Call her Father Heather and she'll laugh. After all, the Rev. Heather Mueller was only the second woman in Hawaii to be ordained an Episcopal priest. Once she exhorted me to attend some function at St. John's in Keokea. "But, I'm an agnostic Jew," I said. "SHE doesn't mind," the priest said with a twinkle.
Mueller was her ebullient self on the telephone last week. After 37 years as an ardent social activist on Maui, she retired as rector at St. John's in Keokea, spent a year in Jerusalem and is now a half-time pastor at St. Augustine's on the Big Island.
Only days from her 70th birth date anniversary, she enthusiastically talked about the challenges she faces in tiny Kapa'au, just down Highway 270 from Hawi in North Kohala. It's a calling she first heard in 2010, a few months before heading off to St. George's College in the Middle East.
From the beginning of January to the end of last December, Mueller served as warden at the educational center. Warden is a British term that "summoned up visions of a prison for Americans. I described myself as the minister of hospitality."
She worked with a Palestinian staff, making sure attendees were suitably housed and fed. There were Brits, Australians, Americans, Canadians, Christians from other English-speaking places and "a couple of Jews."
Most of the educational efforts were done "in the field," traveling to West Bank settlements, among other places. The center had a state-of-the-art audiovisual room where documentaries were shown. Lecturers included both Palestinians and Israelis. "We tried to present different points of view." She came away with an overriding appreciation of "what the Palestinians have suffered."
Mueller left Jerusalem Dec. 23, spent Christmas in Los Angeles and arrived on the Big island Jan. 5, just in time for Epiphany services that same day. The unplanned timing delighted the priest.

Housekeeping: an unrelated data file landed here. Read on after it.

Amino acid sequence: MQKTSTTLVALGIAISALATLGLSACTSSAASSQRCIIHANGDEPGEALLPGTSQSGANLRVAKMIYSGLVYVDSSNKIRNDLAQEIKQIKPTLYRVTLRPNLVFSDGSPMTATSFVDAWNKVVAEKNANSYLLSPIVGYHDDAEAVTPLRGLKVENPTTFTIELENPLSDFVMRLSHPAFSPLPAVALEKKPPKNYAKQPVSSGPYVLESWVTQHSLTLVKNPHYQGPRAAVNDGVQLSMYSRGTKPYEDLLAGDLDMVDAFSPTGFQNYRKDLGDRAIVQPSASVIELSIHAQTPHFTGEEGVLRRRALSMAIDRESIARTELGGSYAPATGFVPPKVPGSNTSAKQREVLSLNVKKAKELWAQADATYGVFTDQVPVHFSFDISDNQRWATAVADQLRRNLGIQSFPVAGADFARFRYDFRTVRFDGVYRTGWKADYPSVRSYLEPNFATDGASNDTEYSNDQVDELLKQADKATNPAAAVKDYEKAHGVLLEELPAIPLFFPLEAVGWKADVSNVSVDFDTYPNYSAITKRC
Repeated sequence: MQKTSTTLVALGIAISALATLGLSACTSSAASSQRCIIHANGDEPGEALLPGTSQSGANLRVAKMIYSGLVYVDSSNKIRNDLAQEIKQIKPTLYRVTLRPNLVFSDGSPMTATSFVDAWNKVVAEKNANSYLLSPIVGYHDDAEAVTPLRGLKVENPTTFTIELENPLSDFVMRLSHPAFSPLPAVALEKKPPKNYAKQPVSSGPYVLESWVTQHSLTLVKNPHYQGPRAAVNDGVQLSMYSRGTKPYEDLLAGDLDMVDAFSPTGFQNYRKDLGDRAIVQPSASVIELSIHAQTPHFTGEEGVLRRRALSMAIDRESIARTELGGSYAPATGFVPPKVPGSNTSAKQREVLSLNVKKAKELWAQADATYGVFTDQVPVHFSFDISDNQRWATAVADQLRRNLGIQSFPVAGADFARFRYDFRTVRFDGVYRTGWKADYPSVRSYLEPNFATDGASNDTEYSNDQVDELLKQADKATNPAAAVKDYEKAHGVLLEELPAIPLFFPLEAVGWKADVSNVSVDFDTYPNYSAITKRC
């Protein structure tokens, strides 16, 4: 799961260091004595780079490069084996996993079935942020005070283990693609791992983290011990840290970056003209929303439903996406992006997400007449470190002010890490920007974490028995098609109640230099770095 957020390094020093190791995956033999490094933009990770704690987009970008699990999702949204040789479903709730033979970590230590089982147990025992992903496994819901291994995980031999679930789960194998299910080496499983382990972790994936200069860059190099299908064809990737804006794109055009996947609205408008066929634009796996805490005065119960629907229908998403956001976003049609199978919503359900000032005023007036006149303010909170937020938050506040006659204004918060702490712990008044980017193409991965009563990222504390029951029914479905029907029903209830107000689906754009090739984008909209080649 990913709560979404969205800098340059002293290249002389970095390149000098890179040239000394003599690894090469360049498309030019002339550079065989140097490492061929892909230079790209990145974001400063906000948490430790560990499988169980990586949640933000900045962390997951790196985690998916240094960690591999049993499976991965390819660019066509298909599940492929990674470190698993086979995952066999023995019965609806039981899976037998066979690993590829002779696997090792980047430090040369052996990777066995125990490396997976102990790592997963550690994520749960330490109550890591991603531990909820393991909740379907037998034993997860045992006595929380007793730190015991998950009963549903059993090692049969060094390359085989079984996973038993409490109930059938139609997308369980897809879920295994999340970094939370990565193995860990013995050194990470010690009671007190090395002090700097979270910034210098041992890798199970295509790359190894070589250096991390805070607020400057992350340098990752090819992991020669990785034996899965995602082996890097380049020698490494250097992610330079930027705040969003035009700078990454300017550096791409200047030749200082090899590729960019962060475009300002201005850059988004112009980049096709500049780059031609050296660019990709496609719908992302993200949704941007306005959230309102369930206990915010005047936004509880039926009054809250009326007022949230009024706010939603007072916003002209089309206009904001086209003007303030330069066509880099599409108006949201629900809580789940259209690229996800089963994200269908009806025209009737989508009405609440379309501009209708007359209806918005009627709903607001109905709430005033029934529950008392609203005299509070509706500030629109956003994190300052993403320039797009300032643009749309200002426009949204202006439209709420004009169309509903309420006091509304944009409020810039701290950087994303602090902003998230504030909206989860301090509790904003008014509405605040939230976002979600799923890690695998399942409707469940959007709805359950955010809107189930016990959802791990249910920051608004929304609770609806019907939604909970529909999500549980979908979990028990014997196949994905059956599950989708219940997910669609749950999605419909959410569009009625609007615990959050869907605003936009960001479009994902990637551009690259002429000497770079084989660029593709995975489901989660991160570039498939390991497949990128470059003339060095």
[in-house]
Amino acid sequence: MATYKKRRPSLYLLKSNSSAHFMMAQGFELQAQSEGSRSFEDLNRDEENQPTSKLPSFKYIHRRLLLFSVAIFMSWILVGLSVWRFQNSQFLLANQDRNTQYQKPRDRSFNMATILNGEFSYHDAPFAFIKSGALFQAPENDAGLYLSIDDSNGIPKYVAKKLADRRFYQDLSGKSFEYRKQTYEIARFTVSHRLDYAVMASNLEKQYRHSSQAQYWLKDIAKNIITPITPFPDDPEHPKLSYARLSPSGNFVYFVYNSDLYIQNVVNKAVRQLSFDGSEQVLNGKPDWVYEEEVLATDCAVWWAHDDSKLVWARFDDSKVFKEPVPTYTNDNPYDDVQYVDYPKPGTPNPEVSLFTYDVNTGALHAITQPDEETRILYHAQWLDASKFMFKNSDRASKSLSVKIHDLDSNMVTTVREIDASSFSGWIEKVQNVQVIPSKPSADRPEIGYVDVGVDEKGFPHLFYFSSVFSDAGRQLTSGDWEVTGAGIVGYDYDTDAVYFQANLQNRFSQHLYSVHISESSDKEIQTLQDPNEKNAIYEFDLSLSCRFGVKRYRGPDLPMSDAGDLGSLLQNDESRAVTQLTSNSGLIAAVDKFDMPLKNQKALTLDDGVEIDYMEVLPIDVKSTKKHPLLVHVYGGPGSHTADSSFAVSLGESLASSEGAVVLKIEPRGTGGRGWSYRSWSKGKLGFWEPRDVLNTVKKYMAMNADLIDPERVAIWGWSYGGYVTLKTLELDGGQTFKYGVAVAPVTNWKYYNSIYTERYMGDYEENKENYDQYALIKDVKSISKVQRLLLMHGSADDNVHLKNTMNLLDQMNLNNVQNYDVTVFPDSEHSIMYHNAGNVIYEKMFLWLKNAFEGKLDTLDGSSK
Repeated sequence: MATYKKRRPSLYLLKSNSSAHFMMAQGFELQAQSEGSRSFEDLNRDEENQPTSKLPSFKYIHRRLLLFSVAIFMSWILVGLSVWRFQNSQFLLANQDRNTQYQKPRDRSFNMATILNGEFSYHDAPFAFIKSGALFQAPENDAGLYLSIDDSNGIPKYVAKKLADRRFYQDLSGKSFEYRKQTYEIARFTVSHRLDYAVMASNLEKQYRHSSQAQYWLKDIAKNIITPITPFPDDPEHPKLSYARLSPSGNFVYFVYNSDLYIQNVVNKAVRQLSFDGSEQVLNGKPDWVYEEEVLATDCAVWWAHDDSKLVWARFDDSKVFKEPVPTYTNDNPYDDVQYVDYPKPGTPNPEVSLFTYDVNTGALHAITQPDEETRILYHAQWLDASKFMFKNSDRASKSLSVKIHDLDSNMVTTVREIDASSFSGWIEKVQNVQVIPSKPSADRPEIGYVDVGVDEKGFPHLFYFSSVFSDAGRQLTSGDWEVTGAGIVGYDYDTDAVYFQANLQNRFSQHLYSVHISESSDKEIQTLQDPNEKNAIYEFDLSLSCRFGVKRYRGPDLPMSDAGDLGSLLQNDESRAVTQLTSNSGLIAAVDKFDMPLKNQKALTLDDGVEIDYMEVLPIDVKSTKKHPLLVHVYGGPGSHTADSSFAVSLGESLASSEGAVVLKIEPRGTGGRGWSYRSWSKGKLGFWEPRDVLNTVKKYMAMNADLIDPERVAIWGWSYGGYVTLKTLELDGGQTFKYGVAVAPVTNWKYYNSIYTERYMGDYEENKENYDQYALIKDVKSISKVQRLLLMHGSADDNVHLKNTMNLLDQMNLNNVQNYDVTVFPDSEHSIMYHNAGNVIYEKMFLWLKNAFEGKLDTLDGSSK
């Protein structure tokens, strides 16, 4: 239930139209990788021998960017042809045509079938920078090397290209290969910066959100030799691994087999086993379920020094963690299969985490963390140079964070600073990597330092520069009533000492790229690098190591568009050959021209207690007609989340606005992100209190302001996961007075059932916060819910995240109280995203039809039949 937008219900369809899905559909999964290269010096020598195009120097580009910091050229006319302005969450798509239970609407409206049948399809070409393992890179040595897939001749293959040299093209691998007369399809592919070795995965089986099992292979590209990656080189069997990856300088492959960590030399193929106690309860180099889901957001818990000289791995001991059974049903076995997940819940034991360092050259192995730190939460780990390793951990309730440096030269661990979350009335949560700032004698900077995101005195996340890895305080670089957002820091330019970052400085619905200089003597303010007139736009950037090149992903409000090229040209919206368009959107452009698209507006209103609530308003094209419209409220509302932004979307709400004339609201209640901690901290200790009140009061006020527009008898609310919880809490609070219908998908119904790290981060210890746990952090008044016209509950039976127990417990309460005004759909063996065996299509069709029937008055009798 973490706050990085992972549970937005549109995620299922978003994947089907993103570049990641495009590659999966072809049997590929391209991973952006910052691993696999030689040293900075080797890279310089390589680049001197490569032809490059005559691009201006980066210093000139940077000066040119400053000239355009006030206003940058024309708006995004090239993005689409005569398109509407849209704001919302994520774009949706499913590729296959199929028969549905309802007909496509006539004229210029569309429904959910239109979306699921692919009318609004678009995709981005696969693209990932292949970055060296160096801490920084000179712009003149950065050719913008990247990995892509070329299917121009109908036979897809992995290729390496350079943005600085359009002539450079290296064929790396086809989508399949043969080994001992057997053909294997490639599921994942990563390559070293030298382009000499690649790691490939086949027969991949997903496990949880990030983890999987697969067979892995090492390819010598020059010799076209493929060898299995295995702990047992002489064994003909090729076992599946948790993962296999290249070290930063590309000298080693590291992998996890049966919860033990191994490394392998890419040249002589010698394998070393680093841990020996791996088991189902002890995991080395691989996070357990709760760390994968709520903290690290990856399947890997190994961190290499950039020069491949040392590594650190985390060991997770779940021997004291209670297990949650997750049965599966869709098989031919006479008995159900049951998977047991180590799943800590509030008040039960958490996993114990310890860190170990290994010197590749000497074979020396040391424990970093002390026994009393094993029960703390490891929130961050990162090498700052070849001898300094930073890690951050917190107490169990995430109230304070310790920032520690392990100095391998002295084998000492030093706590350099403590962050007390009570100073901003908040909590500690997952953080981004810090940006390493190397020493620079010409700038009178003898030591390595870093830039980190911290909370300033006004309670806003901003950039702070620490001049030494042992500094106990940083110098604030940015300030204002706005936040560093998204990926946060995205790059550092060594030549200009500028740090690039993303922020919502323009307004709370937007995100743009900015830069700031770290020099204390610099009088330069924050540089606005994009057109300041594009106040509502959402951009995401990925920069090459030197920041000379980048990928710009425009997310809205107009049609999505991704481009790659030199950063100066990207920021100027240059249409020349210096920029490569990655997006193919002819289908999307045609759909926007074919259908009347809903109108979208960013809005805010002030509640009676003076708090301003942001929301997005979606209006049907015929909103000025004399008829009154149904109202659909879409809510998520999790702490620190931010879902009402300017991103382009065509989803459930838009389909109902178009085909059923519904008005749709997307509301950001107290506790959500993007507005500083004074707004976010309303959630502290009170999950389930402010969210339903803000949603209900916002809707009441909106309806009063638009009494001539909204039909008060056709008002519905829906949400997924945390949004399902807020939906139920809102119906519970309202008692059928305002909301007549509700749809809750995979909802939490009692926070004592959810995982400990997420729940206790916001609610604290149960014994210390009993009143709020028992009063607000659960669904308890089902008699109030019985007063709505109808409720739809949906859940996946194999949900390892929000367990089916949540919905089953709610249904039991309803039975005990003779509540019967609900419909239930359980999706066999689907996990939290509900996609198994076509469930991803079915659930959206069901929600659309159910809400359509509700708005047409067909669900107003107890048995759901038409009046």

Her work in Kapa'au has it roots in a 2010 Episcopal conference in Honolulu. Was she interested in being the rector at St. Augustine's, a mission set up in 1884 "to serve British plantation owners?" In her usual enthusiastic way, Mueller said "yes," but first she was committed to going to Jerusalem. It turned out that wasn't a problem.
Mueller was a guest priest at St. Augustine's the last Sunday in November and the first Sunday in December in 2010. "I loved it," she said. "It's delightful." The church itself "is exactly like St. John's without the three-sided lanai. They must have used the same plans."
She charmed the congregants. "They kept saying 'Come and be our priest.' "
Emails from Maui girl Barbara Ferriera went back and forth during her year in Jerusalem. There were several applicants for the post at St. Augustine's but "the search didn't go well." They again asked Mueller to come. That was in April 2011. They were willing to hold the part-time post open until she could arrive.
There was no culture shock. Mueller had served the church on Kauai, in Lahaina and at Seabury Hall before going to St. John's - a total of 36 years in Hawaii. In addition to the building, there is one major similarity between the Episcopal Church in Kaha'au and the one in Keokea. St. Augustine's has about 160 members, about the same small number that St. John's had when Father Heather arrived. It's now one of the most vibrant churches on the island. Congregants often overflow the small sanctuary.
What worked in Keokea could work in Kapa'au, although the economy is depressed "and a portion of family income often goes to relatives in the Philippines. There's more poverty here" than at St. John's. Otherwise, Kaha'au "is a lot like Haiku. It rains a lot and the place is very green." It's also rural and remote.
Since January, 15 feral pigs have been trapped on church grounds. "They are a major problem," she said. So is distance. "It takes an hour to drive (her Prius) to Kailua and more than two hours to Hilo." She paused for effect and added "Hawaii is a BIG island."
Summing it all up, the Rev. Heather Mueller said, "I have a wonderful life." Besides, she is sure she will "end up on Maui." Father Heather can be assured she'll have a warm welcome home.
* Ron Youngblood is a former staff writer for The Maui News. His email address is firstname.lastname@example.org.